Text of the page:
Holding the Line in Aleppo?

August 30, 2016 Topic: Security Region: Syria Tags: Civil War In SyriaBashar Al-AssadBarack Obama

Holding the Line in Aleppo?

Obama keeps drawing red lines and backing down, destroying American credibility.


The image of Omran Daqneesh, a five-year old Syrian boy pulled from a damaged building in rebel-held Aleppo covered in dried blood, has captured the world’s attention. Omran Daqneesh shows us the human cost of failing to enforce red lines. A “red line” is an unequivocal threat designed to get the other side to back down. But, for President Barack Obama, they work in the reverse: every time he draws a “red line,” he backs down.

In 2012, President Obama drew a “red line” against chemical warfare in Syria.


In 2013, he backed down.

At the United Nations in 2015, President Obama drew another “red line” that threatened the use of force if chlorine weapons were used in Syria. Once again he backed down.

During the current siege of Aleppo, the UN’s Special Envoy for Syria, Staffan de Mistura, stated that it appears that Syrian President Bashar Assad’s regime has used chlorine weapons against a rebel-held neighborhood. The Obama Administration has responded with a press release that did not threaten any consequences. U.N. Ambassador Samantha Power denounced the “horrific and continuous use of chemical weapons by Syria” without specifying whether any action would be taken against Assad.

Will Barack Obama ever enforce any of the “red lines” he has drawn against Syria’s use of chemical weapons?

In September 2012, President Obama said in a news conference, “We have been very clear to the Assad regime, but also to other players on the ground, that a red line for us is we start seeing a whole bunch of chemical weapons moving around or being utilized. That would change my calculus. That would change my equation.” With those few words, Obama mortgaged our reputation and credibility. But after Bashar Assad killed over 1,000 civilians with sarin gas in an attack outside of Damascus in 2013, Obama defaulted on his obligation. He wrecked our credibility.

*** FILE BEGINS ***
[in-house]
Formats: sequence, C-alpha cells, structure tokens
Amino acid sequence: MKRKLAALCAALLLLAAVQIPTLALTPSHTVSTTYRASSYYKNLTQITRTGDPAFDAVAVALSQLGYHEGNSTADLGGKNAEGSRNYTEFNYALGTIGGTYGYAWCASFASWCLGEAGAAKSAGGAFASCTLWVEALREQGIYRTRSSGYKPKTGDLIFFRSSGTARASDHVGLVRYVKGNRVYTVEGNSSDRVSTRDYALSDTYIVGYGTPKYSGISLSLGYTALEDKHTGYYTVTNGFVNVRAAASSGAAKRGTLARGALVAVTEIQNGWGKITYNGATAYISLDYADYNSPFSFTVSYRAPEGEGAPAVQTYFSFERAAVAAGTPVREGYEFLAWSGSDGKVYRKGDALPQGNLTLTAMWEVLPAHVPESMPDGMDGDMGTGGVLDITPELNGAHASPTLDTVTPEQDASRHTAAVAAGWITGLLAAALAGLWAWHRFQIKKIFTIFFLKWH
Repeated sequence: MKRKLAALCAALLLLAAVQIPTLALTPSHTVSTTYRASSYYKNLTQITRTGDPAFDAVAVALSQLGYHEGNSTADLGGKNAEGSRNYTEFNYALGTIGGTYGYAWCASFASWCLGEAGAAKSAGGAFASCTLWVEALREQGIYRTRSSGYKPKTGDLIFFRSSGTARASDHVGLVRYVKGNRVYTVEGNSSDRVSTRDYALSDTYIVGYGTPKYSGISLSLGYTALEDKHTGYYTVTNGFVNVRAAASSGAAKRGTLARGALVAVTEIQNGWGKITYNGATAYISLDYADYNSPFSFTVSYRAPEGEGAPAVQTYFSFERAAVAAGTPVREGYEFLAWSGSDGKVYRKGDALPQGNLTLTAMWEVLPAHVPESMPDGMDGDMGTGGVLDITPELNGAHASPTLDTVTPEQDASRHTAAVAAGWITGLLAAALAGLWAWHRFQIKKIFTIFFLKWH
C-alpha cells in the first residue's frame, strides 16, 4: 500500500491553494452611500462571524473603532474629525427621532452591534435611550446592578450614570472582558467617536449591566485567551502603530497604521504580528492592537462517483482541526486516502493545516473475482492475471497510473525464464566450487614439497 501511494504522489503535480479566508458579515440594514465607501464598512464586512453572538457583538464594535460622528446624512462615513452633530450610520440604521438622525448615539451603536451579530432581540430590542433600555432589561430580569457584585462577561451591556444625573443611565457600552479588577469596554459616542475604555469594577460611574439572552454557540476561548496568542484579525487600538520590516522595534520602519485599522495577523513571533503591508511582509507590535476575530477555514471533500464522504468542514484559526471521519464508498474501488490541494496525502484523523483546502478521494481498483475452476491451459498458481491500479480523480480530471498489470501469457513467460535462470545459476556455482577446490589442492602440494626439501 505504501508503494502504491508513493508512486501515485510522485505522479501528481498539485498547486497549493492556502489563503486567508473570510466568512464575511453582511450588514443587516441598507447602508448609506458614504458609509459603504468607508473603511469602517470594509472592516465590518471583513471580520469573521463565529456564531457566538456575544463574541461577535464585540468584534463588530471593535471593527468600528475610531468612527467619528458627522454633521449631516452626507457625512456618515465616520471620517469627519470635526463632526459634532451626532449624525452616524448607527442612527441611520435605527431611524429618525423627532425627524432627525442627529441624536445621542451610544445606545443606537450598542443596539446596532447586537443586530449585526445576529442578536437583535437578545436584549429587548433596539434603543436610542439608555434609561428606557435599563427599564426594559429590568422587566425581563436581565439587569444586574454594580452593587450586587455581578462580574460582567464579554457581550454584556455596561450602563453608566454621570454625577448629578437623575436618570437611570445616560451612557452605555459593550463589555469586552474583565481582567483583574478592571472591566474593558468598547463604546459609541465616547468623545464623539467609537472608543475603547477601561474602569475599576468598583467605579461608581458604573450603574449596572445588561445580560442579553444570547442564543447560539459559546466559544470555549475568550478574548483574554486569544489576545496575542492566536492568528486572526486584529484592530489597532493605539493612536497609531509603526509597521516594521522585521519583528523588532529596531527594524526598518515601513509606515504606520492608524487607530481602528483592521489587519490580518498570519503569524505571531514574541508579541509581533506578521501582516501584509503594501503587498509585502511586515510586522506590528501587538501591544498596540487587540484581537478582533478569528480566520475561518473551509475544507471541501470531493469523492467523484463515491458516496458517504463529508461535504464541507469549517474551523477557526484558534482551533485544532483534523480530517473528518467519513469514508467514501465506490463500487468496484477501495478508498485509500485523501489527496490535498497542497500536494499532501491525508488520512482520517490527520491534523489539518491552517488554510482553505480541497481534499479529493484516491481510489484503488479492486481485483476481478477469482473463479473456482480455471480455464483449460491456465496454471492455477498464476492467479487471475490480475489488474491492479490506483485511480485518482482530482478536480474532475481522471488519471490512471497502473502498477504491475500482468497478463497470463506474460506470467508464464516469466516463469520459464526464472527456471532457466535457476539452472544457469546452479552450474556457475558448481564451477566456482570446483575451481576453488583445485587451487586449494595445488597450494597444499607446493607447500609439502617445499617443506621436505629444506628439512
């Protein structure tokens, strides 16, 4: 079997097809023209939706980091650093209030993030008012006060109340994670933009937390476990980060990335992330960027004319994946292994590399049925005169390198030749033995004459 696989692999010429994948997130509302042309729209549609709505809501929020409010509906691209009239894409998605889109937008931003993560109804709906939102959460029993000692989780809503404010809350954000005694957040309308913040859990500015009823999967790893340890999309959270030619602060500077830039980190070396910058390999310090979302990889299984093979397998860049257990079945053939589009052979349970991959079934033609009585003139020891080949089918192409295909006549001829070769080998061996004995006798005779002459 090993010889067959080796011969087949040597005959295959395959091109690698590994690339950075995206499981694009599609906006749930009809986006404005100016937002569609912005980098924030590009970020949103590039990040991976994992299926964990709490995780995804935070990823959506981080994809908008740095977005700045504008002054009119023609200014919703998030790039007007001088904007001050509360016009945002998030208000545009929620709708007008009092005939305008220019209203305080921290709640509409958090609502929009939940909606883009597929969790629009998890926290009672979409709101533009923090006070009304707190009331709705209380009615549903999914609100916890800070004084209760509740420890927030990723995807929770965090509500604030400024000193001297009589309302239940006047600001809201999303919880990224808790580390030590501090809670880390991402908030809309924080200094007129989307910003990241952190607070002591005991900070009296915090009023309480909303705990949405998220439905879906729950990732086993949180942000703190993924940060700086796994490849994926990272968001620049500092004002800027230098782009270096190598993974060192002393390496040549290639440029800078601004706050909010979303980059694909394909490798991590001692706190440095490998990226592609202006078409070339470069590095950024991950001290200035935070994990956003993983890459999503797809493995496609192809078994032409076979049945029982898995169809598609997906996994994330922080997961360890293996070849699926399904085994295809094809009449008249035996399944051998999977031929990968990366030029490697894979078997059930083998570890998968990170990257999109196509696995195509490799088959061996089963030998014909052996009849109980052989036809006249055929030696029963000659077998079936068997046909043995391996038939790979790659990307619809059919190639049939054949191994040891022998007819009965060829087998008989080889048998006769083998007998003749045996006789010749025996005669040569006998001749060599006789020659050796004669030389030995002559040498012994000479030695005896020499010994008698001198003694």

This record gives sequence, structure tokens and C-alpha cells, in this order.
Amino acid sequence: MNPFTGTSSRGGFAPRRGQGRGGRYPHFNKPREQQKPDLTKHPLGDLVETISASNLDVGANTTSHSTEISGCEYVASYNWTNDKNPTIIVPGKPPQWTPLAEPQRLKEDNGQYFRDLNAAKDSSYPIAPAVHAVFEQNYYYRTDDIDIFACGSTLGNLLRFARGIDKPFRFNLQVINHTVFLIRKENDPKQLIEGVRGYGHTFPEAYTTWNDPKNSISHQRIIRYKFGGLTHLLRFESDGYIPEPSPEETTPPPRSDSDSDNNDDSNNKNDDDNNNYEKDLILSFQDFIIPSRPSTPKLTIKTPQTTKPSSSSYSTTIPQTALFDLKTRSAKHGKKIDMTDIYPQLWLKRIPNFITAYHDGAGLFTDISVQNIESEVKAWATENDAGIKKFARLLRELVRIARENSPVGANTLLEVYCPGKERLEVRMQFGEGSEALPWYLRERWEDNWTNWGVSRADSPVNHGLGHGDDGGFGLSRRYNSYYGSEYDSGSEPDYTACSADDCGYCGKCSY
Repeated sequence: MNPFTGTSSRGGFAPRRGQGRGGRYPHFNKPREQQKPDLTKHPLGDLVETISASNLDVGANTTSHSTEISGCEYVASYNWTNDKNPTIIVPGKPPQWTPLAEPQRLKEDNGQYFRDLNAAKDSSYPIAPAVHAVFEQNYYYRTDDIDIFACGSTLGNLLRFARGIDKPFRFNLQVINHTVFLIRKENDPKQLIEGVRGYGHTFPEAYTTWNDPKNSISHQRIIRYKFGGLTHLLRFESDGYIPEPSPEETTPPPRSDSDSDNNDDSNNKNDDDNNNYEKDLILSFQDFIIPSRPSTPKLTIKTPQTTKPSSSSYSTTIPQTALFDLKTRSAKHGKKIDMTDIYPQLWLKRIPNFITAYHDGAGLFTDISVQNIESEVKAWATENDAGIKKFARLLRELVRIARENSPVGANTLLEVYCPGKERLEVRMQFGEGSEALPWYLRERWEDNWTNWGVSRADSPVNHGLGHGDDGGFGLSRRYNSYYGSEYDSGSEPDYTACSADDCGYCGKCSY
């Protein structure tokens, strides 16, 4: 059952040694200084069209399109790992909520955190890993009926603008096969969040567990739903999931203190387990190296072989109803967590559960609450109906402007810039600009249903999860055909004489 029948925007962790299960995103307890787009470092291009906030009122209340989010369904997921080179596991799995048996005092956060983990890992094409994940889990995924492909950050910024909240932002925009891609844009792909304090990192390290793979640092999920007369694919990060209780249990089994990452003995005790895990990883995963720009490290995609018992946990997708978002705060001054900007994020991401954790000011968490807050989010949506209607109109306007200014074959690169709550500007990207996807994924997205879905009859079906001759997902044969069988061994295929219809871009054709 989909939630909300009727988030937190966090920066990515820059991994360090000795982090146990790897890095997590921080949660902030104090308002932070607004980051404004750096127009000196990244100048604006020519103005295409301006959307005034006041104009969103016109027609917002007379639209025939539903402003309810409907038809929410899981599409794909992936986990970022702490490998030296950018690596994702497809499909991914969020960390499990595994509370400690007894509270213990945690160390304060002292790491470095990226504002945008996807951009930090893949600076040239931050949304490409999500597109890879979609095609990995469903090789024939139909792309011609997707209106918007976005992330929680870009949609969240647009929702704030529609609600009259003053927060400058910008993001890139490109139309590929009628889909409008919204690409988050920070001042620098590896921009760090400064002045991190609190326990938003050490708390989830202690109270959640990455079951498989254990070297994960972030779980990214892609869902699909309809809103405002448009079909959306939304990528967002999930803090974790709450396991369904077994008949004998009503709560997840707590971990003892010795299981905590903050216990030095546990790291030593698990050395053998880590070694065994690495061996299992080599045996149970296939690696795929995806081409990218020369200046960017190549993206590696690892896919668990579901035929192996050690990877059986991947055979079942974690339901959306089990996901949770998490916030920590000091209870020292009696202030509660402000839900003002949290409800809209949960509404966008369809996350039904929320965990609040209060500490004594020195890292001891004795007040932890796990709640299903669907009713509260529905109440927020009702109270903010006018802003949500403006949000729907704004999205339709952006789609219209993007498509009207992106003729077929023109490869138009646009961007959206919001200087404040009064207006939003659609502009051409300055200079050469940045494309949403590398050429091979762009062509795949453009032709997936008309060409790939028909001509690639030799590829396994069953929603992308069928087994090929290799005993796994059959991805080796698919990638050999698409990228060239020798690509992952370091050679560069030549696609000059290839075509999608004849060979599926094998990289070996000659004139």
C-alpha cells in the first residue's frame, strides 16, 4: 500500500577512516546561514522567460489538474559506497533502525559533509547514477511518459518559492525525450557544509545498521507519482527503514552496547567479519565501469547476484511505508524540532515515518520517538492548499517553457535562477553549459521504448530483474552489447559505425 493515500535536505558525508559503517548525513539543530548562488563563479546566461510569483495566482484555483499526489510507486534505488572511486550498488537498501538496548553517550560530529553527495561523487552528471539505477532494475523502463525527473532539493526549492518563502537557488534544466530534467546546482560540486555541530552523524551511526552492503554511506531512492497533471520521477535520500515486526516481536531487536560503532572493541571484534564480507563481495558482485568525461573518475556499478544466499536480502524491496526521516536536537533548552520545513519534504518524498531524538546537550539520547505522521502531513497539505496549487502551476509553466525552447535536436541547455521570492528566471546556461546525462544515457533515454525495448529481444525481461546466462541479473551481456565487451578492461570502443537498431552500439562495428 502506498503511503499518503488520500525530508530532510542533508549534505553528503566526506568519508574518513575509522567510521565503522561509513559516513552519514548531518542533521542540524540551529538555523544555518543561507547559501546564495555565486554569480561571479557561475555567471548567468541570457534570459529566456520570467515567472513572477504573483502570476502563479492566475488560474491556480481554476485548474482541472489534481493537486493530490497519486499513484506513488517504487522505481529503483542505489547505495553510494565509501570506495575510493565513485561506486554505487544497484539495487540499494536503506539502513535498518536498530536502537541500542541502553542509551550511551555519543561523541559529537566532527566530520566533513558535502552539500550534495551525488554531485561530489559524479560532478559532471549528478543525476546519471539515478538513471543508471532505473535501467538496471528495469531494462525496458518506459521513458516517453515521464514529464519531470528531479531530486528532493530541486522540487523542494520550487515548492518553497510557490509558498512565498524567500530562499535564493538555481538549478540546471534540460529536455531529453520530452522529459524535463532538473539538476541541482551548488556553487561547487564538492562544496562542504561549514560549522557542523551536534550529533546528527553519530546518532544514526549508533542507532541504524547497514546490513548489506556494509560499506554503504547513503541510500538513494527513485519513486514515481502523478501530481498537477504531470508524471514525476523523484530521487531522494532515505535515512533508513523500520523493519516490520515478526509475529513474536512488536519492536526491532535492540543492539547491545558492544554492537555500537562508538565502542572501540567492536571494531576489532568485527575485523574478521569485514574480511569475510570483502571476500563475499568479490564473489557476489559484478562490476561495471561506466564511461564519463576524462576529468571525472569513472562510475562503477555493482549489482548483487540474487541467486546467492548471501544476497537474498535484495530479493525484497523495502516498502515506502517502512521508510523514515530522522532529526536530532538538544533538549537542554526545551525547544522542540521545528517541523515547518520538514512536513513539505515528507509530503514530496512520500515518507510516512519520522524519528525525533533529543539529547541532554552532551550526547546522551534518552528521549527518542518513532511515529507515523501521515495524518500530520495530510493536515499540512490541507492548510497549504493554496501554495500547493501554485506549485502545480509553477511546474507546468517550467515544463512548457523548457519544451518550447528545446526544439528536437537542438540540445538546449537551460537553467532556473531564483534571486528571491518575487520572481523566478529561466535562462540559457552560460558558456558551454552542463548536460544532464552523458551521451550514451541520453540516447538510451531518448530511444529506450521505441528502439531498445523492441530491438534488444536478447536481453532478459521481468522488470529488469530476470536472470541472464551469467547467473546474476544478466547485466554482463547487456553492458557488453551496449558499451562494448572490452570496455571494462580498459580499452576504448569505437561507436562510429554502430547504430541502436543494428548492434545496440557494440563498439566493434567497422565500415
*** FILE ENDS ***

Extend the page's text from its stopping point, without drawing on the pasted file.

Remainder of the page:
Russian president Vladimir Putin swooped in with a diplomatic solution that supposedly disarmed Syria of its chemical weapons stockpile. Yet, the Assad regime continued using chemical weapons. A new U.N. report is likely to attribute a number of chemical weapons attacks over the past three years to the Assad regime. In March 2015, the Obama administration sponsored and passed a UN Security Council Resolution that threatened the use of force if chlorine weapons were used in Syria. A March 2016 report stated that 161 chemical weapons attacks were responsible for the deaths of nearly 1,500 civilians and 14,581 injuries. It estimated that nearly one-third of these used chlorine gas.

A majority of the attacks occurred after the 2015 UN Security Council resolution that threatened the use of force in retaliation for the use of chlorine gas against civilians. These are the costs of failing to enforce red lines. After the recent attack in Aleppo, will President Obama finally enforce the “red line” he drew in 2012?

Will he make good on his threats at the U.N. in 2015? Or, will he back down again?

President Obama’s actions in Syria in 2013 damaged America’s ability to make credible threats to its enemies and dependable promises to its allies. In an interview with Foreign Policy, former secretary of defense Chuck Hagel said of Obama’s August 2013 decision to back down, “There’s no question in my mind that it hurt the credibility of the president’s word when this occurred.” Hagel told Foreign Policy that his counterparts throughout the world told him that Obama’s decision to erase his “red line” shook their confidence in the forty-fourth president.

Both history and professional experience on the House Foreign Affairs Committee has shown me that credibility counts in foreign policy.